Madurocarabobo11372107284111.jpgEconomy Elections & Institutions 

Maduro’s Time is Running Out in Venezuela

This article was originally published in Fair Observer.

By Arysbell Arismendi

In Venezuela’s most recent parliamentary elections on Dec. 6, 2015, Chavismo experienced its first political setback since coming to power 17 years ago. The Venezuelan opposition won 112 of the 169 seats in the National Assembly, the country’s legislative branch. According to several analyses, nearly 1.9 million self-identified supporters of the “Bolivarian Revolution” abstained, and the number of opposition voters increased by only 343,000 compared to the presidential election of 2013, when the winner was the current president, Nicolas Maduro.

The results of the parliamentary elections were described as a “punishment vote” due to a lack of effective action by the government to combat the economic and social crisis that has worsened since the second half of 2014, when the price of oil—Venezuela’s main and almost its only export—began to plummet. The crisis, according to President Maduro, is the product of an “economic war” orchestrated by private companies and sponsored by countries and international organizations seeking to oust him.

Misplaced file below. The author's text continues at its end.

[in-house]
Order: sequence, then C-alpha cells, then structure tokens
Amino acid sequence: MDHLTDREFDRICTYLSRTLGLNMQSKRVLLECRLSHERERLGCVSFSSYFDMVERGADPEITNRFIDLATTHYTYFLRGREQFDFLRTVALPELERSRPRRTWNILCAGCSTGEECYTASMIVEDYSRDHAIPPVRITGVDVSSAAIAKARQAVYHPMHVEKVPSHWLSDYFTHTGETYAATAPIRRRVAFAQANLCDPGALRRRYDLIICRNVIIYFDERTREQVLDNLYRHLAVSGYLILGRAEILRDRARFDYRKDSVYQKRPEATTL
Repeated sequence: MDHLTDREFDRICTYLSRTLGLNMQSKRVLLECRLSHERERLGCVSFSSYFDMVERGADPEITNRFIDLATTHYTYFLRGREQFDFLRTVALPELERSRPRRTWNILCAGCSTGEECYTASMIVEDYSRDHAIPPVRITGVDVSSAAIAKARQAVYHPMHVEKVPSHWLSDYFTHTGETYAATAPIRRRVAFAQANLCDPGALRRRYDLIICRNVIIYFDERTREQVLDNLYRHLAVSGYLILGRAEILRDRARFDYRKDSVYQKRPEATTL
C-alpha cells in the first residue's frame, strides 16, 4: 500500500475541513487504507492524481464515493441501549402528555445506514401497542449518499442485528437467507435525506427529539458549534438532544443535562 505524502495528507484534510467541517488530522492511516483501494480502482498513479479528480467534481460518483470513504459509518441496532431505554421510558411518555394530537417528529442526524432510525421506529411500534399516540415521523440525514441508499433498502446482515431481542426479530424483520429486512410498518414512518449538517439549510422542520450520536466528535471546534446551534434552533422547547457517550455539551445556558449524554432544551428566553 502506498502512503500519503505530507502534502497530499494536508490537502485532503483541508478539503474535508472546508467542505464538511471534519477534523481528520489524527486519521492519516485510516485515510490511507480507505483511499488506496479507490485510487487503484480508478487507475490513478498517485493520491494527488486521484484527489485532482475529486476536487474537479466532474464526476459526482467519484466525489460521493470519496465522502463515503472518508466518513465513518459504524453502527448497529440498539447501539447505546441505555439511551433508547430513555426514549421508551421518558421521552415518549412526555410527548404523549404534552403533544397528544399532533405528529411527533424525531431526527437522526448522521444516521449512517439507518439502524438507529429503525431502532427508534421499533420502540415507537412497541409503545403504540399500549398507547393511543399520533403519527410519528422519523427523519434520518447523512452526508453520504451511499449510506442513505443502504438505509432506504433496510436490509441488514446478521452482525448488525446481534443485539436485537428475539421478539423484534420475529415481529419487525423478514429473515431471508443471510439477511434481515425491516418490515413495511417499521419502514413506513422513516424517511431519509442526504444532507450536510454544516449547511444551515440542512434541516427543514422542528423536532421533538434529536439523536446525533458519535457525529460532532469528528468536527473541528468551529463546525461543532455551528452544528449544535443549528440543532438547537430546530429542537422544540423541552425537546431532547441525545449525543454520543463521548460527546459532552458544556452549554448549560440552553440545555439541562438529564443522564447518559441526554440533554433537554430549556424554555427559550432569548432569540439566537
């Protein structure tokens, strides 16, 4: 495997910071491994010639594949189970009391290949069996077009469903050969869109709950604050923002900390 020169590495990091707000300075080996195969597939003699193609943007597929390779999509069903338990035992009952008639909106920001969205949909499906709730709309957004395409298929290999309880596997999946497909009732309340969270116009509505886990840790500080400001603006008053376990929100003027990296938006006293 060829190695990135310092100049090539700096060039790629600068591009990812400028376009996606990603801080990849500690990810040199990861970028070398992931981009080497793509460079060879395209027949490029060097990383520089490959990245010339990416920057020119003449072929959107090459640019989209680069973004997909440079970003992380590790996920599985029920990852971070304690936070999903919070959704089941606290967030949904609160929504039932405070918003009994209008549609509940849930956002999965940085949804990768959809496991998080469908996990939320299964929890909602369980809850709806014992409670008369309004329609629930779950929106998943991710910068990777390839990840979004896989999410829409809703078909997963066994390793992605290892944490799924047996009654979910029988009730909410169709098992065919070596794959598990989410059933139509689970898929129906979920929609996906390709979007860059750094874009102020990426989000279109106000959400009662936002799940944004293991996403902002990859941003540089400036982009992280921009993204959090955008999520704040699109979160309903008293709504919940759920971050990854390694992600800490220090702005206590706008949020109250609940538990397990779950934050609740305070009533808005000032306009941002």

Venezuelan analysts say that the defeat of the ruling party, the Socialist Party of Venezuela (PSUV), was a consequence of this misguided notion of an economic war, the ruling party’s rejection of domestic criticism—including from former Chavista ministers, and a lack of leadership and mobilization on the part of Maduro as compared to late President Hugo Chávez.

This illustrates what the Bertelsmann Stiftung’s Transformation Index (BTI 2016), which compares governance and policymaking in 129 developing and transition countries, concludes about events of the past years: “What we have come to observe in Venezuela is the exceptional spectacle of a personalistic regime that has lost its personalistic leadership … In such a system, the authority of a leader like Chavez is indispensable to solve conflicts and to maintain stability.” Without it, the report says, the current situation of the South American nation seems unsustainable in the long term.

President Maduro does not have a clear strategy to address the crises. Instead of assuming responsibility for the issue, he is blaming foreign enemies at every opportunity.